Long-term Anti-hypertensive Therapy and Stroke Prevention

A Meta-analysis

Bertrand N. Mukete; Mark Cassidy; Keith C. Ferdinand; Thierry H. Le Jemtel


Am J Cardiovasc Drugs. 2015;15(4):243-257. 

In This Article

Abstract and Introduction


Background Stroke causes approximately 6.7 million deaths worldwide per year and is the second leading cause of death. Pharmacotherapy for hypertension, an independent risk factor for stroke, significantly reduces the incidence of stroke. Although prior meta-analyses demonstrate various antihypertensive classes are superior to placebo in reducing stroke risk, which class is most effective is unclear.

Methods We conducted a systematic MEDLINE search including only randomized controlled trials (RCT) of antihypertensive medications published between 1999 and 2014 in adults with stroke as a primary or secondary outcome. Five classes compared against all others were angiotensin-converting enzyme inhibitors (ACEIs), angiotensin receptor blockers (ARBs), β-adrenoceptor antagonists (β-blockers), calcium channel blockers (CCBs), and thiazide or thiazide-like diuretics (T-TLDs). Among 17 RCTs with 31 comparative arms, risk ratio was used to assess effect size, and a fixed- and random-effect model was used to calculate summary effect size, utilizing comprehensive meta-analysis statistical software version 2.0. Results The 251,853 subjects (46 ± 11.4 % female; mean age 67.2 ± 6.8 years), were grouped as follows: ACEI 52,887; ARB 7278; ACEI/ARB 60,165; β-blocker 24,099; CCB 98,950; and T-TLD 68,639. The mean follow-up was 42.9 ± 15 months. A random-effect model was used to assess for summary effect size in ACEI, ACEI/ARB, ARB, and T-TLD groups. The summary risk ratio for stroke occurrence in the different antihypertensive drug classes were as follows: ACEIs 1.01 (95 % confidence interval [CI] 0.81–1.27; p = 0.92); ACEIs/ARBs 0.94 (95 % CI 0.78–1.13; p = 0.51); T-TLDs 0.90 (95 % CI 0.75–1.08; p = 0.25); ARBs 0.83 (95 % CI 0.59–1.18; p = 0.30); β-blockers 1.42 (95 % CI 1.26–1.61; p<0.01); and CCBs 0.83 (95 % CI 0.79–0.89; p<0.01).

Conclusion Among the antihypertensive classes, CCBs were most effective in reducing the long-term incidence of stroke, whereas β-blockers were associated with significantly increased risk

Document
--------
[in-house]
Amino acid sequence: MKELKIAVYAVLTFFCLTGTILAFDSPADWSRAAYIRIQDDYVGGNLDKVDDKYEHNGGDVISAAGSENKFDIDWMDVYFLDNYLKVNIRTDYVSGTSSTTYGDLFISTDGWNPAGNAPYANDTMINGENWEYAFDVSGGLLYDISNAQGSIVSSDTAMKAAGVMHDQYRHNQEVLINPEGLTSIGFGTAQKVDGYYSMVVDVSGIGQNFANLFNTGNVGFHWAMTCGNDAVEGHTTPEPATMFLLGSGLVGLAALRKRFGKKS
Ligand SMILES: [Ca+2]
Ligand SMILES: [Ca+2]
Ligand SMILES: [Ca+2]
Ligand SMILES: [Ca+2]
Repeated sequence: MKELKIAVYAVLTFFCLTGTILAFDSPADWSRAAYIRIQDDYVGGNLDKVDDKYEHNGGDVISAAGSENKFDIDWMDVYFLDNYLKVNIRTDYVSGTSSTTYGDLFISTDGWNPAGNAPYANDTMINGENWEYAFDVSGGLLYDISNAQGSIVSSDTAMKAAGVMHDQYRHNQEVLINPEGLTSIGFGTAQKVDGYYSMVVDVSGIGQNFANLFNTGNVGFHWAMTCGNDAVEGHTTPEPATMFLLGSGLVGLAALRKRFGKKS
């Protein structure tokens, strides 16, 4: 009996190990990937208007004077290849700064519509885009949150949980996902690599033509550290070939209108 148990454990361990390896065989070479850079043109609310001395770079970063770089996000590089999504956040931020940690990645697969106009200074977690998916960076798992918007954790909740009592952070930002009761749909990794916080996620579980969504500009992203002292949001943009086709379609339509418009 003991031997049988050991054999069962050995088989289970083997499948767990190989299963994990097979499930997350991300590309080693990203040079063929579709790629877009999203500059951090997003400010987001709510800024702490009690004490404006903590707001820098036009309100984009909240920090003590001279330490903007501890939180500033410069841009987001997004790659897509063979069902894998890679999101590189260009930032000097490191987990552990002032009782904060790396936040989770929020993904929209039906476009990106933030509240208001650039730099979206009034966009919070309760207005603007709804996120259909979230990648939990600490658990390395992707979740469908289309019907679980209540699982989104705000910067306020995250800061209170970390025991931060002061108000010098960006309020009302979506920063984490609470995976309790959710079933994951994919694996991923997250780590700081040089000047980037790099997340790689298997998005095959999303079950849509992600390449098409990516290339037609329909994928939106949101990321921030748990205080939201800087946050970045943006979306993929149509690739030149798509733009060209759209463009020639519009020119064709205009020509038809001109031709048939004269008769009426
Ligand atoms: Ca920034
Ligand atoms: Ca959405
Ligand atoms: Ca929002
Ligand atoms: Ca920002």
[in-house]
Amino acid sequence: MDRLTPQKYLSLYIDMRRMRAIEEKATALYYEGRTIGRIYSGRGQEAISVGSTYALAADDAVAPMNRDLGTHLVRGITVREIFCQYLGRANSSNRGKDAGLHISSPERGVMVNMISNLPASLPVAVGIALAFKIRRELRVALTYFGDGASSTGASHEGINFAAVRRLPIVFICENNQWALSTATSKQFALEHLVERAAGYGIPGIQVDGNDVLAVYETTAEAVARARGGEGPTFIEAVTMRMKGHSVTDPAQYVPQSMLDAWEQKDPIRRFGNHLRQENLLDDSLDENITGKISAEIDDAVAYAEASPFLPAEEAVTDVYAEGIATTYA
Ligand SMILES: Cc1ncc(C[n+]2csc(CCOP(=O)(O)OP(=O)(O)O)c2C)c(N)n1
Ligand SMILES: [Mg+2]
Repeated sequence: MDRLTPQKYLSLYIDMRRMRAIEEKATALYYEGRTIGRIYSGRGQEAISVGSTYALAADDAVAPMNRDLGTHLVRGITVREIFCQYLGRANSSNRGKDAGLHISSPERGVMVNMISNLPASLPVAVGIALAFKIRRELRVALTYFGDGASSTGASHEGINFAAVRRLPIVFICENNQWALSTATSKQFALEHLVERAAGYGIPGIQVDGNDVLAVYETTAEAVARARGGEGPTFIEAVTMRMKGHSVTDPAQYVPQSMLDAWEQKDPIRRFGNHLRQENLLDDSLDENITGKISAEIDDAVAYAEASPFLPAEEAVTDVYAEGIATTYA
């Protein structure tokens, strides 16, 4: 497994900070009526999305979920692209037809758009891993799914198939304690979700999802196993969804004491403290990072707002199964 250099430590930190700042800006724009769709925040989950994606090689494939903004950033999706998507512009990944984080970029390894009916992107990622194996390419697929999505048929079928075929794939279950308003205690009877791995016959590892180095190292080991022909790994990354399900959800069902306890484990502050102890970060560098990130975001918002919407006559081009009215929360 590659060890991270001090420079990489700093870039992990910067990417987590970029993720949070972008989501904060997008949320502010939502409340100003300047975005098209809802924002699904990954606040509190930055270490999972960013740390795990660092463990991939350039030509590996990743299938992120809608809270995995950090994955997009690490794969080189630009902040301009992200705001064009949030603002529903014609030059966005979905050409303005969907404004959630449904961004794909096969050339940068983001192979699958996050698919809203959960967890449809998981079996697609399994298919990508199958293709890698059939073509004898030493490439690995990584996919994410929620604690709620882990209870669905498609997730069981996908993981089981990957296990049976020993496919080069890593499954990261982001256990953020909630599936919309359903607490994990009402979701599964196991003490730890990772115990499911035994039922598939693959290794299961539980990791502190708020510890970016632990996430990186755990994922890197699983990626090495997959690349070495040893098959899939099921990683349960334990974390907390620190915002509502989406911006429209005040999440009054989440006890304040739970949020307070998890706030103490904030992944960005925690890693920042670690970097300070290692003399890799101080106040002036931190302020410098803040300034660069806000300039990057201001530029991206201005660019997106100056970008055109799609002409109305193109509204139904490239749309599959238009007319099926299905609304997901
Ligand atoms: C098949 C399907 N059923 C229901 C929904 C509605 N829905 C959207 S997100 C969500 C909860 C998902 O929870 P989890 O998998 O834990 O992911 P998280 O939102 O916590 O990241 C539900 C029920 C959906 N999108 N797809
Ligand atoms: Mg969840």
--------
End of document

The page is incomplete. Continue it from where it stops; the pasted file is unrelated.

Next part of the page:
Hypertension is a major risk factor for cardiovascular disease (CVD) and stroke, affecting one in three US adults.[1] Hypertension is an independent risk factor for stroke, heart failure (HF), atherosclerotic CVD, renal failure, and death.

According to data from NHANES (National Health and Nutrition Examination Survey) (2007–2010), an estimated 6.8 million adults aged ≥20 years have experienced a stroke in the USA. The prevalence of stroke in this timeframe is estimated to be 2.8 %. An additional 3.4 million Americans are projected to have had a stroke at age 18 or older by 2030.[2] Cerebrovascular disease is the second leading cause of death worldwide, with approximately 5 million deaths annually.[3]

The BPLTTC (Blood Pressure Lowering Treatment Trialists' Collaboration) was a systematic review that included 29 randomized antihypertensive trials that examined the effects of different blood pressure (BP)-lowering regimens on major cardiovascular events, including stroke. All outcome data collected were from between July 1995 and June 2003.[4,5] A statistically significant reduction in risk of stroke was seen with regimens based on angiotensinconverting enzyme inhibitors (ACEIs), angiotensin receptor blockers (ARBs), and calcium channel blockers (CCBs) when compared with placebo. The BP trials showed no statistically significant difference in stroke risk reduction between the active treatment regimens.

Thus far, it is not clear which antihypertensive regimen is better long term for primary and/or secondary reduction of stroke risk. We performed a systematic review using meta-analytic methods evaluating the efficacy of long-term antihypertensive regimens on primary and/or secondary stroke risk reduction.